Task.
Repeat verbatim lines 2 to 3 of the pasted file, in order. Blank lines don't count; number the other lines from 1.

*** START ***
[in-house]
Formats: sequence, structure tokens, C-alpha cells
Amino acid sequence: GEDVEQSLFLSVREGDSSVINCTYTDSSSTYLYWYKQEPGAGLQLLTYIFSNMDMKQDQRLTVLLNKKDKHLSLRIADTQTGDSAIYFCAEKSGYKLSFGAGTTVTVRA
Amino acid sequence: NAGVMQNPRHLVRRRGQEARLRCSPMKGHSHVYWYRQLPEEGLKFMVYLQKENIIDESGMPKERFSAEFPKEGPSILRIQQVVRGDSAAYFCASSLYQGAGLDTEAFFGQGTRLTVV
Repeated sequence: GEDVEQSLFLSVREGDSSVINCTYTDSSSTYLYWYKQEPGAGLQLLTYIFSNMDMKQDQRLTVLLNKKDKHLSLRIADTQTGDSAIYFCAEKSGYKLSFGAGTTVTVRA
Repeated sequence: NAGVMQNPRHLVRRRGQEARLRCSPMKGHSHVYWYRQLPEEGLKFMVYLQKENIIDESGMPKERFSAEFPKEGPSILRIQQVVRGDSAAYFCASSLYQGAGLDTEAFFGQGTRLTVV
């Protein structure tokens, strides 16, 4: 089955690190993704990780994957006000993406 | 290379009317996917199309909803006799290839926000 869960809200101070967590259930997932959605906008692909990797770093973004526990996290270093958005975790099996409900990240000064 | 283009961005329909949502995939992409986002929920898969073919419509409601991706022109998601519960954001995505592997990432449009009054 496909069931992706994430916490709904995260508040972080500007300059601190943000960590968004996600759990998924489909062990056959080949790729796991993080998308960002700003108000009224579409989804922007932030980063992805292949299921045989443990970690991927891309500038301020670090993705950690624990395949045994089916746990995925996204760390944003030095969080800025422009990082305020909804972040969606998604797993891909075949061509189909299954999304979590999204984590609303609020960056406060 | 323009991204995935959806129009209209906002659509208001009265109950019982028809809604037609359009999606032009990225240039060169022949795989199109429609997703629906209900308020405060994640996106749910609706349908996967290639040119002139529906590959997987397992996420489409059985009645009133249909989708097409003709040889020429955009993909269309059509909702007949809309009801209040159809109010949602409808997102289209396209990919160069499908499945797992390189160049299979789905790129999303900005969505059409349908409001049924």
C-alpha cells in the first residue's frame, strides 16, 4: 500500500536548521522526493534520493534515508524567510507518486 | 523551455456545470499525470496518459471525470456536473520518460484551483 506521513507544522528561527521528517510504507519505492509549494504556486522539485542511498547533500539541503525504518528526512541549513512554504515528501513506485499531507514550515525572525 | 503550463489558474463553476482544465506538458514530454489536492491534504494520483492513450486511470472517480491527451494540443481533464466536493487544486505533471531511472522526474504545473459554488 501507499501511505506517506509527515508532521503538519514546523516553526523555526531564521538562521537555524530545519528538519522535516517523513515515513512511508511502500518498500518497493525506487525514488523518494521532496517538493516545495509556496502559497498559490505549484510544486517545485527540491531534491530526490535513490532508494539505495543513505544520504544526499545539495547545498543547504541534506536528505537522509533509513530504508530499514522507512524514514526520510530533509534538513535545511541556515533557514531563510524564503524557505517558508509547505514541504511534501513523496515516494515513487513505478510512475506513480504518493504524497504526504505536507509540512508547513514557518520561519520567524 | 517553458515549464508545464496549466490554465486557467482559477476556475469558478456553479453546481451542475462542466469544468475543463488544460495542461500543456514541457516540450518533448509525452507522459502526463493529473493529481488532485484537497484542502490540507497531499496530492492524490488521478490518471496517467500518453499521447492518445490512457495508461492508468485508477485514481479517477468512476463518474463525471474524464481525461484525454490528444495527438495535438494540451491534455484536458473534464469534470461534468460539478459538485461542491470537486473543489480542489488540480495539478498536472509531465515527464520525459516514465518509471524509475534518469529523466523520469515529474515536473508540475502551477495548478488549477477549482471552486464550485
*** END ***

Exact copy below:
Formats: sequence, structure tokens, C-alpha cells
Amino acid sequence: GEDVEQSLFLSVREGDSSVINCTYTDSSSTYLYWYKQEPGAGLQLLTYIFSNMDMKQDQRLTVLLNKKDKHLSLRIADTQTGDSAIYFCAEKSGYKLSFGAGTTVTVRA